It’s up to you to find the balance between those, but the golden rule is: no matter how much duct tape is there under the hood, the user experience for the killer feature should be streamlined and lovely.  Whatever buggy and irrelevant to the key functions should be demolished mercilessly. Whatever is crucial and buggy should be a priority.


Well, everyone remembers the copycat cases – it happened to the MSQRD app, who’d had its minute in the limelight before every competitor got their own masks. Or Snapchat with its fading posts, which turned to be a fading fad (pun intended).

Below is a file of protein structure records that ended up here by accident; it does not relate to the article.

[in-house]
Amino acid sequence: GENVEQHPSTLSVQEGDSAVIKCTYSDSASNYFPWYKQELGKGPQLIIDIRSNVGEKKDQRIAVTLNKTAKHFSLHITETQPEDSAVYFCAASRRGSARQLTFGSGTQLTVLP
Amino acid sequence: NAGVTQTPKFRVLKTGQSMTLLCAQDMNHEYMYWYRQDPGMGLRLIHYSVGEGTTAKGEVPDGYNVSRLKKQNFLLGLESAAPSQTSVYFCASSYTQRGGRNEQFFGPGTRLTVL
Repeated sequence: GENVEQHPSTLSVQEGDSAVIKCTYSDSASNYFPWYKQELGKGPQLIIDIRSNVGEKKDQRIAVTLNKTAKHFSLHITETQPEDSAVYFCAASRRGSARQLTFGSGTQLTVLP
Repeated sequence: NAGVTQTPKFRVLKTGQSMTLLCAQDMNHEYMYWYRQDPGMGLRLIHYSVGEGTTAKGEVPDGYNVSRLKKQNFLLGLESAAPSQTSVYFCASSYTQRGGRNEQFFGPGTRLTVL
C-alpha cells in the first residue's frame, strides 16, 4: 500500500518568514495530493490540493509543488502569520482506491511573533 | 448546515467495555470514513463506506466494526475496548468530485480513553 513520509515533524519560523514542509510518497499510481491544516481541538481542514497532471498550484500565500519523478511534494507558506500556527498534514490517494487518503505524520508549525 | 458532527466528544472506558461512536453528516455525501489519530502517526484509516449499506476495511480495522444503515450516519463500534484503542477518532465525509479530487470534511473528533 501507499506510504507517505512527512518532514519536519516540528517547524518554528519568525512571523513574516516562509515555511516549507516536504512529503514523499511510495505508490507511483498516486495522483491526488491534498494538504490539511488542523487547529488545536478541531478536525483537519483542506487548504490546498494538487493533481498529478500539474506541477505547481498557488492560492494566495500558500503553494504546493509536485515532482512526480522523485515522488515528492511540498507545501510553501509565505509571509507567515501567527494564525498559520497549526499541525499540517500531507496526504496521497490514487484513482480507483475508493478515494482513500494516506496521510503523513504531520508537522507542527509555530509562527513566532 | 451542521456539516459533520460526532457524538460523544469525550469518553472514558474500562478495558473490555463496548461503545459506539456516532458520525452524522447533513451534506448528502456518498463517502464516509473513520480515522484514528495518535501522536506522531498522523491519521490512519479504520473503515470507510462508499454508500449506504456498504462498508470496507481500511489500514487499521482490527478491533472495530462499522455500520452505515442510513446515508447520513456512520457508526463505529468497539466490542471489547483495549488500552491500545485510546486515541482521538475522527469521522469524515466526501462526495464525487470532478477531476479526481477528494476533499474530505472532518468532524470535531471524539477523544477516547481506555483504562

That’s the concern faced by everyone taking (or sugging taking) the MVP path. If there is a killer feature, isn’t delivering a quick-and-basic product the simplest way to unwantedly hand it to bigger competitors, who’d wrap it up in glossy paper and grab your market in no time?

The short answer is yes. It is. If your killer feature is that great, all the big companies gonna copy it. Or release their own renditions already being in development. But the first one to release is the first one to win the audience — and is able either to retain it, entering the top league (like Zoom or Miro, the COVID-era superstars whose leadership is yet to be shattered). 

And even if the blue chips roll out their own, more refined solutions… Remember what happened to MSQRD? Facebook bought it. For a much bigger sum than they invested in development.


  • To check your idea and be able to refine it before there’s too much money spent;